Fighting Brain Tumors with Nanoparticles

Brain tumors are one of the most difficult cancers to treat. Its location makes localized therapy (such as surgery or radiation therapy) tricky; treating too conservatively risks leaving cancer cells behind that can grow into a new tumor, while treating too aggressively can damage nearby brain tissue, potentially impacting mental functions. Additionally, the blood-brain barrier blocks many cancer-fighting drugs’ passage from the bloodstream to the tumor site.
However, City of Hope researchers Behnam Badie, M.D., director of the Brain Tumor Program and Jacob Berlin, Ph.D., assistant professor in the Department of Molecular Medicine, may have found a way to overcome these treatment obstacles by using nanoparticles called CNT-CpG to stimulate the patient’s immune system to attack the tumor.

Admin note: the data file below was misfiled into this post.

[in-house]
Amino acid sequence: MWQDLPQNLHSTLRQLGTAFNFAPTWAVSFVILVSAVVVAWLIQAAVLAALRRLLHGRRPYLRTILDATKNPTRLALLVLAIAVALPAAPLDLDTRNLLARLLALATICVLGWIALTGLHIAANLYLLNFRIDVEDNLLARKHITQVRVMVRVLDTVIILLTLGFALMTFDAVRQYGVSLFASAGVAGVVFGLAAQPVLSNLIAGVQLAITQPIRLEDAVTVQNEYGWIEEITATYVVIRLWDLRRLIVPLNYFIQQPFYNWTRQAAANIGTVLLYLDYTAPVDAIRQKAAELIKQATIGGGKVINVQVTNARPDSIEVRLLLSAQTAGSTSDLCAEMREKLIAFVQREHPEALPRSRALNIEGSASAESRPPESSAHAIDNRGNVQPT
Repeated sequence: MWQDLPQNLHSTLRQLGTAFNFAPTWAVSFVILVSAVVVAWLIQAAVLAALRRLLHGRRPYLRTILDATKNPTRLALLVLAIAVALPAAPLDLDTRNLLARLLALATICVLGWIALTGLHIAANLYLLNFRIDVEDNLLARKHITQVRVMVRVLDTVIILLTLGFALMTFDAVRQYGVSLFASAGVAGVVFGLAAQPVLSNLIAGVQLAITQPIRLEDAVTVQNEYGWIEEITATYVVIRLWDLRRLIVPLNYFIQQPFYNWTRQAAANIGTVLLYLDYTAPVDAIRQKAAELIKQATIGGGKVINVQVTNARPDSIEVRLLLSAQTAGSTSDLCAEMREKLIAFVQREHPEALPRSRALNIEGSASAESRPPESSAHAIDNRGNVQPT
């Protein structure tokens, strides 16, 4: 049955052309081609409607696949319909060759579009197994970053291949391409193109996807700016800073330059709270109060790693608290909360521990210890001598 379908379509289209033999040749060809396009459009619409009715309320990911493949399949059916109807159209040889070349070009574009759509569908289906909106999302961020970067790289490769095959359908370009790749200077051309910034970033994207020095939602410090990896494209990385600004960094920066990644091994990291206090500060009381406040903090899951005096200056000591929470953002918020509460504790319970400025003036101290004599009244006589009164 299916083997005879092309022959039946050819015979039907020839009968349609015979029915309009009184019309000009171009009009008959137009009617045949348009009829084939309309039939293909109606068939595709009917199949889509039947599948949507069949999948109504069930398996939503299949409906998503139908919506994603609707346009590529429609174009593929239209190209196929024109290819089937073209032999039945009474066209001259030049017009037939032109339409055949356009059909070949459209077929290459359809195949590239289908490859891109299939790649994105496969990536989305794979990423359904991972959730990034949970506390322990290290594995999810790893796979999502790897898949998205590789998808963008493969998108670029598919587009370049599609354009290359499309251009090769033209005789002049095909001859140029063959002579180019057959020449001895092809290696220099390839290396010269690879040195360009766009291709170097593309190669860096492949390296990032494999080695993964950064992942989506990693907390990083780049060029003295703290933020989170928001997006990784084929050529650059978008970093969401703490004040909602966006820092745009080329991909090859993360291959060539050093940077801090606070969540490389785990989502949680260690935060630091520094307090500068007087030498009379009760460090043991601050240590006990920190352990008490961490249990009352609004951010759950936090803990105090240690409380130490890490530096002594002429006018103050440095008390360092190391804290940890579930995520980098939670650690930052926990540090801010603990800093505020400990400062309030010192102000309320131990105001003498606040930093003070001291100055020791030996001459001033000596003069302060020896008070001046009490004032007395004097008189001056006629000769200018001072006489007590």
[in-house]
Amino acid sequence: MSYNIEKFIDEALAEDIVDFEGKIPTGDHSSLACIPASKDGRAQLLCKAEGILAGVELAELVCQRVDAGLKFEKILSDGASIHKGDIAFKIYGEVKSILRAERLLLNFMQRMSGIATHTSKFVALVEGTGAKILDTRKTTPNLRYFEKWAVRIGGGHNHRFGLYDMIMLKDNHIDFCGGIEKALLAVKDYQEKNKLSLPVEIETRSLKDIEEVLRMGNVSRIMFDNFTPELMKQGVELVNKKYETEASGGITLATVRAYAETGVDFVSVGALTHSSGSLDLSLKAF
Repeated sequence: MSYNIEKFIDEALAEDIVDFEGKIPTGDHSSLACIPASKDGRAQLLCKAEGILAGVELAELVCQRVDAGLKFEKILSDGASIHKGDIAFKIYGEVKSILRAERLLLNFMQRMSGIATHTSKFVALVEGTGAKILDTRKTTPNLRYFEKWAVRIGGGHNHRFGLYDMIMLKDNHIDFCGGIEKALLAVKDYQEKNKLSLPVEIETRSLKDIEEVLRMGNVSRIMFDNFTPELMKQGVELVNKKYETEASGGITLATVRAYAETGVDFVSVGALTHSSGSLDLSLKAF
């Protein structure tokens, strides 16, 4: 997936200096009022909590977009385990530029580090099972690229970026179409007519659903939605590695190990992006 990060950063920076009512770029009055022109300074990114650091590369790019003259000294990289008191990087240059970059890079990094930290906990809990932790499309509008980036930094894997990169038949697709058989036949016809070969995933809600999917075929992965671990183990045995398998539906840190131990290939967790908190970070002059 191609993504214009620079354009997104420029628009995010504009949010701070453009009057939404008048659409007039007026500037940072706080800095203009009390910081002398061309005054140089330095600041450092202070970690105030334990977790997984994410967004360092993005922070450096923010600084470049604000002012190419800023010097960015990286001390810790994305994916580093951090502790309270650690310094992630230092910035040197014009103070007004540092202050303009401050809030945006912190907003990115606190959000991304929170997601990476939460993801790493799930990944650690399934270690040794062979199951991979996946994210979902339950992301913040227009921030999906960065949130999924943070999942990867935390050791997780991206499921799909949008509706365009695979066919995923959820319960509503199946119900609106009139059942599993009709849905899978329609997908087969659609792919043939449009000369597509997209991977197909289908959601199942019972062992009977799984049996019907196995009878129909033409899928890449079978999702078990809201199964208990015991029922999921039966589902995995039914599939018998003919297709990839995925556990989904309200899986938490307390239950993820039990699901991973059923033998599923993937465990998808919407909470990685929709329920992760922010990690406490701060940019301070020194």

CpG are small snippets of DNA that can stimulate an immune response, activating immune cells’ ability to attack and destroy nearby cells.
CNTs are ultra small carbon-based, tube-shaped nanoparticles measured in nanometers, or one-billionth of a meter.
CNT-CpG will be injected into brain tumor sites and then trigger an immune reaction in the immediate area, destroying tumor cells with minimal impact on surrounding healthy tissues.
Dr. Badie and Dr. Berlin are looking to initiate an in-human trial as soon as possible.
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